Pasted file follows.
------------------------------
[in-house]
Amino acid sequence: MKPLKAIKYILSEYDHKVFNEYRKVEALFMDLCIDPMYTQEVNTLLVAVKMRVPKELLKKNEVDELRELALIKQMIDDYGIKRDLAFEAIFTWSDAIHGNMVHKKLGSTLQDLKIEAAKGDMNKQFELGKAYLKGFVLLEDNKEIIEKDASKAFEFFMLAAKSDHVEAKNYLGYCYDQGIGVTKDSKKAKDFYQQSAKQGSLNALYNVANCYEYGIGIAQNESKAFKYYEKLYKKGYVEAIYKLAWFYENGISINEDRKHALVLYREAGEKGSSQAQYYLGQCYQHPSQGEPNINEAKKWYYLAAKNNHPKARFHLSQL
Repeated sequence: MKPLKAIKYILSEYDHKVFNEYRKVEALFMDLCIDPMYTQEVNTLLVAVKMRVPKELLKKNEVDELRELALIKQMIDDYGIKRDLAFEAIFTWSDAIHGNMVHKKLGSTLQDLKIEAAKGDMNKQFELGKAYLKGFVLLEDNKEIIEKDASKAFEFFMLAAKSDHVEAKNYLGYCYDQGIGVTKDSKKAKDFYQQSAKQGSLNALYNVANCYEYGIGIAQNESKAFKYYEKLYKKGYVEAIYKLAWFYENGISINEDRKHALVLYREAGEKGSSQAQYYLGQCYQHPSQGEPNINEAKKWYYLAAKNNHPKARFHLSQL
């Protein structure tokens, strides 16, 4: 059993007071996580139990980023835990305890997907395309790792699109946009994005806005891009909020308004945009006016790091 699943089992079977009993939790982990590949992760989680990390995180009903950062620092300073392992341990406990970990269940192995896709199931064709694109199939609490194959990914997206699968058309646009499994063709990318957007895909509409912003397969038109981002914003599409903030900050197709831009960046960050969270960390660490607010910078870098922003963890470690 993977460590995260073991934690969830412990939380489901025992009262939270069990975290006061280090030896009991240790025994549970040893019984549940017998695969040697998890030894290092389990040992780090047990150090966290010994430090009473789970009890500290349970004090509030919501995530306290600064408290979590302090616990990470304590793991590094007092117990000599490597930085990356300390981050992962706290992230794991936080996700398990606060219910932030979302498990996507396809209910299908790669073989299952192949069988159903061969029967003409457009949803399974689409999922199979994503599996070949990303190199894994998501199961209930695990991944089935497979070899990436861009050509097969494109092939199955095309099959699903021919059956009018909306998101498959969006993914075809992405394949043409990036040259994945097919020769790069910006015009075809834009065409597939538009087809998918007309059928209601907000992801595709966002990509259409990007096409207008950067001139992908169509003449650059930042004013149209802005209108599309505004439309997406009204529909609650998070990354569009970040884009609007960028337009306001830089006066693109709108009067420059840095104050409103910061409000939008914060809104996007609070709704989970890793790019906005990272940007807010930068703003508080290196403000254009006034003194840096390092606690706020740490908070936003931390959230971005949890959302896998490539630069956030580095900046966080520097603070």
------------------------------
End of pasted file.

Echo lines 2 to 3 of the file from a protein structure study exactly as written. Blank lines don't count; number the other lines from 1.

Amino acid sequence: MKPLKAIKYILSEYDHKVFNEYRKVEALFMDLCIDPMYTQEVNTLLVAVKMRVPKELLKKNEVDELRELALIKQMIDDYGIKRDLAFEAIFTWSDAIHGNMVHKKLGSTLQDLKIEAAKGDMNKQFELGKAYLKGFVLLEDNKEIIEKDASKAFEFFMLAAKSDHVEAKNYLGYCYDQGIGVTKDSKKAKDFYQQSAKQGSLNALYNVANCYEYGIGIAQNESKAFKYYEKLYKKGYVEAIYKLAWFYENGISINEDRKHALVLYREAGEKGSSQAQYYLGQCYQHPSQGEPNINEAKKWYYLAAKNNHPKARFHLSQL
Repeated sequence: MKPLKAIKYILSEYDHKVFNEYRKVEALFMDLCIDPMYTQEVNTLLVAVKMRVPKELLKKNEVDELRELALIKQMIDDYGIKRDLAFEAIFTWSDAIHGNMVHKKLGSTLQDLKIEAAKGDMNKQFELGKAYLKGFVLLEDNKEIIEKDASKAFEFFMLAAKSDHVEAKNYLGYCYDQGIGVTKDSKKAKDFYQQSAKQGSLNALYNVANCYEYGIGIAQNESKAFKYYEKLYKKGYVEAIYKLAWFYENGISINEDRKHALVLYREAGEKGSSQAQYYLGQCYQHPSQGEPNINEAKKWYYLAAKNNHPKARFHLSQL